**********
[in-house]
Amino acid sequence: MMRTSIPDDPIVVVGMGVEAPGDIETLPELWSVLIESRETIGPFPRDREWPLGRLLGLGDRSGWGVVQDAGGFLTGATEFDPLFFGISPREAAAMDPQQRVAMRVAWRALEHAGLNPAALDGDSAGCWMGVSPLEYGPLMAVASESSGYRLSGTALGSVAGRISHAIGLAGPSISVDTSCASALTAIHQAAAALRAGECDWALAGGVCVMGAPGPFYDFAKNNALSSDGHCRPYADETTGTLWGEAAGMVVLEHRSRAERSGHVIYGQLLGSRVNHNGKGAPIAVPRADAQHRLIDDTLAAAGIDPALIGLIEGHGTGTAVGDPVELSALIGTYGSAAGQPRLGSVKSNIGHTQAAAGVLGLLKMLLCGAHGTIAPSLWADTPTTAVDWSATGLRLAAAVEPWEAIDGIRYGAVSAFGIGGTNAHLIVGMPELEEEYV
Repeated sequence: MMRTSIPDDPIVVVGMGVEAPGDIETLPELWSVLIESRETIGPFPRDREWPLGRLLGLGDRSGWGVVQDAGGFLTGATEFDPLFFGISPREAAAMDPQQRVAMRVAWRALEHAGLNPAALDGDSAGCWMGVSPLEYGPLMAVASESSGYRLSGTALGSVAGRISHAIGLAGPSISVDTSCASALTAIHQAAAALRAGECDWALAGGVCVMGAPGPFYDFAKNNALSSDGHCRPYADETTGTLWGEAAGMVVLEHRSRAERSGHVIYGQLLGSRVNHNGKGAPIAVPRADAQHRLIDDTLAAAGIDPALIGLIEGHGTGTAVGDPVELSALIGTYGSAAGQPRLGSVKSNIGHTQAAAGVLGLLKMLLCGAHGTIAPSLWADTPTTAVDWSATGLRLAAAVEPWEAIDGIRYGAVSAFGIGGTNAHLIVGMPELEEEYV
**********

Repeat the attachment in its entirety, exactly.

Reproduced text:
[in-house]
Amino acid sequence: MMRTSIPDDPIVVVGMGVEAPGDIETLPELWSVLIESRETIGPFPRDREWPLGRLLGLGDRSGWGVVQDAGGFLTGATEFDPLFFGISPREAAAMDPQQRVAMRVAWRALEHAGLNPAALDGDSAGCWMGVSPLEYGPLMAVASESSGYRLSGTALGSVAGRISHAIGLAGPSISVDTSCASALTAIHQAAAALRAGECDWALAGGVCVMGAPGPFYDFAKNNALSSDGHCRPYADETTGTLWGEAAGMVVLEHRSRAERSGHVIYGQLLGSRVNHNGKGAPIAVPRADAQHRLIDDTLAAAGIDPALIGLIEGHGTGTAVGDPVELSALIGTYGSAAGQPRLGSVKSNIGHTQAAAGVLGLLKMLLCGAHGTIAPSLWADTPTTAVDWSATGLRLAAAVEPWEAIDGIRYGAVSAFGIGGTNAHLIVGMPELEEEYV
Repeated sequence: MMRTSIPDDPIVVVGMGVEAPGDIETLPELWSVLIESRETIGPFPRDREWPLGRLLGLGDRSGWGVVQDAGGFLTGATEFDPLFFGISPREAAAMDPQQRVAMRVAWRALEHAGLNPAALDGDSAGCWMGVSPLEYGPLMAVASESSGYRLSGTALGSVAGRISHAIGLAGPSISVDTSCASALTAIHQAAAALRAGECDWALAGGVCVMGAPGPFYDFAKNNALSSDGHCRPYADETTGTLWGEAAGMVVLEHRSRAERSGHVIYGQLLGSRVNHNGKGAPIAVPRADAQHRLIDDTLAAAGIDPALIGLIEGHGTGTAVGDPVELSALIGTYGSAAGQPRLGSVKSNIGHTQAAAGVLGLLKMLLCGAHGTIAPSLWADTPTTAVDWSATGLRLAAAVEPWEAIDGIRYGAVSAFGIGGTNAHLIVGMPELEEEYV